On August 28, 1963 Martin Luther King Jr. stood in front of 250,000 people at the Lincoln Memorial and delivered what would become one of the most memorable and influential speeches in history.
In his “I have a Dream” speech, Dr. King challenged America, stating that “we will not be satisfied until justice rolls down like waters and righteousness like a mighty stream.” Dr. King’s resounding call for justice helped inspire a broad movement that led to the enactment of voting rights protections, and federal and state prohibitions against discrimination in housing and in the workplace.
Now, as we commemorate the 50th anniversary of the March on Washington and Dr. King’s speech, we recognize that as a nation we have made incredible progress towards equality – but there is so much more to do to secure justice and fair treatment for all.
The United States has elected our first African American president – and more than 9,000 African American elected officials. But earlier this summer, a majority of the Supreme Court voted to strike down a key provision of the Voting Rights Act, threatening to undo much of the progress we have made on voting rights. Congress must set aside partisan differences and come together to ensure that all citizens can participate fully in our democracy. And in the states, we must reject voter ID requirements and other restrictive, discriminatory obstacles to voting that threaten to disenfranchise eligible minority, aged, young and disabled citizens. And it’s shameful that, in 2013, the residents of our nation’s capital cannot vote to elect their own representatives to Congress.
In 1963, Dr. King decried the fact that many people gathered in front of the Lincoln Memorial were not able to “gain lodging in the motels of the highways and the hotels of the cities.” Today, we have successfully ended that form of legal segregation, but immigrants now struggle for access to public benefits and inclusion in the American Dream. We are, as then-Senator John F. Kennedy wrote in a 1958 monograph for the Anti-Defamation League, a Nation of Immigrants. We must reject the demonization of immigrants and extreme, restrictive anti-immigrant and anti-Muslim legislative initiatives. This is a watershed moment for our nation to fix its broken immigration system. We must urge the House of Representatives to follow the example of the Senate by approving an immigration reform bill that rejects the failed enforcement-only approach and provides a pathway to citizenship for the 11 million undocumented immigrants already contributing to our society.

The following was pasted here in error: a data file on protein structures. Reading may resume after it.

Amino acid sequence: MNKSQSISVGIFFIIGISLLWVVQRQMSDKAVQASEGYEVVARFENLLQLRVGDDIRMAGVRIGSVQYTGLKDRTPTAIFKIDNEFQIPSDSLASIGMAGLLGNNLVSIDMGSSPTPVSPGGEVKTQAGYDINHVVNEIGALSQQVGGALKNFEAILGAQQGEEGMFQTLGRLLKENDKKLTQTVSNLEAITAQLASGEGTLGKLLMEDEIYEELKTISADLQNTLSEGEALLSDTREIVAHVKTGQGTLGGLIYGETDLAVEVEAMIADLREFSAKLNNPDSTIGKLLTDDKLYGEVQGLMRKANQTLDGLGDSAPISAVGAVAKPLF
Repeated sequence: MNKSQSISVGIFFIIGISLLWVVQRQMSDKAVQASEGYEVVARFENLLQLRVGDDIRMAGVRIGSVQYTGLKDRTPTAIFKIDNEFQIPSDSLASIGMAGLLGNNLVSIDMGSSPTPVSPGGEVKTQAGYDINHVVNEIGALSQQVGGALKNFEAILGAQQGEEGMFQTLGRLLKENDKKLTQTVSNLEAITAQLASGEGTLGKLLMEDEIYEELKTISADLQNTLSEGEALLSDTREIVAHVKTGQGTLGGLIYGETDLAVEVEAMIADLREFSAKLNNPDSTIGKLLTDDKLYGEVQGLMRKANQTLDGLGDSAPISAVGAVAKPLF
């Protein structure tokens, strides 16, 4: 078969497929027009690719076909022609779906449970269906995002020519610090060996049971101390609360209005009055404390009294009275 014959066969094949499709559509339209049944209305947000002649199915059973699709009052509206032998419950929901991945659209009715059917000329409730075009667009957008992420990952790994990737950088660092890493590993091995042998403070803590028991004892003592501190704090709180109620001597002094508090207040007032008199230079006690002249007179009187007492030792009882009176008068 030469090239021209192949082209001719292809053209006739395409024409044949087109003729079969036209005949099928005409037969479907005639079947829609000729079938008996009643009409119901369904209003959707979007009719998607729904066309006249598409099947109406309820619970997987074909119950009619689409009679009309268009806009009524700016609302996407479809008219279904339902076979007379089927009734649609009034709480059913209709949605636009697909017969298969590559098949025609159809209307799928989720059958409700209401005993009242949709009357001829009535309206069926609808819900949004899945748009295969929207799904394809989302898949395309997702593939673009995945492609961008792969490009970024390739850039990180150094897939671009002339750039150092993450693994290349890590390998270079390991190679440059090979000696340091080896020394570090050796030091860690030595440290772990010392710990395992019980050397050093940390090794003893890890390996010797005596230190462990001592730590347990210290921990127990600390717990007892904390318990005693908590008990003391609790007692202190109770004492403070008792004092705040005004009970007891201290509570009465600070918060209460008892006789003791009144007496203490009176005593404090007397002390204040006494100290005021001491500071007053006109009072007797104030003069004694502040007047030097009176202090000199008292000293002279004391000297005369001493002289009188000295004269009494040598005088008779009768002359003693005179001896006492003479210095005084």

Fifty years ago, Dr. King yearned for a day when people “would not be judged by the color of their skin but by the content of their character.” We have ended the false notion of “separate but equal” segregated schools, but now we must do more to promote educational equity – and to interrupt the school-to-prison pipeline by ending harsh school discipline policies that disproportionately impact students of color and students with disabilities.
Yes, we have made huge strides toward equality for all, and we should be heartened by the enactment and implementation of the Matthew Shepard and James Byrd, Jr. Hate Crimes Prevention Act, by the FBI’s recent decision to specifically track hate crimes against Sikhs, Arabs, and Hindus, and by the Administration’s extraordinary attention to bullying prevention initiatives. But, at a time when FBI reports document that hate crimes occur at a rate of nearly one every hour of every day – and bullying and cyberbullying still scar children targeted for the way they look – we can and must do more.
The March on Washington brought to the forefront of our nation’s consciousness the need to secure equal rights for all. Fifty years later, we are much closer to reaching equality for members of the LGBT communities, but it is clearly part of our nation’s unfinished business today. There are far too many states where not only is marriage equality still a dream, but it remains legal to fire employees solely because of their sexual orientation or gender identity. Congress must act to end this workplace discrimination by enacting the Employment Non-Discrimination Act (ENDA).
As we mark the 50th Anniversary of the March on Washington, we can all celebrate how far our country has come. But we know that racism, anti-Semitism, homophobia and other forms of bigotry are still out there, and there is much work still to be done. On the occasion of this anniversary, it is appropriate for all of us to rededicate ourselves to the hard work necessary to fulfill Dr. King’s dreams.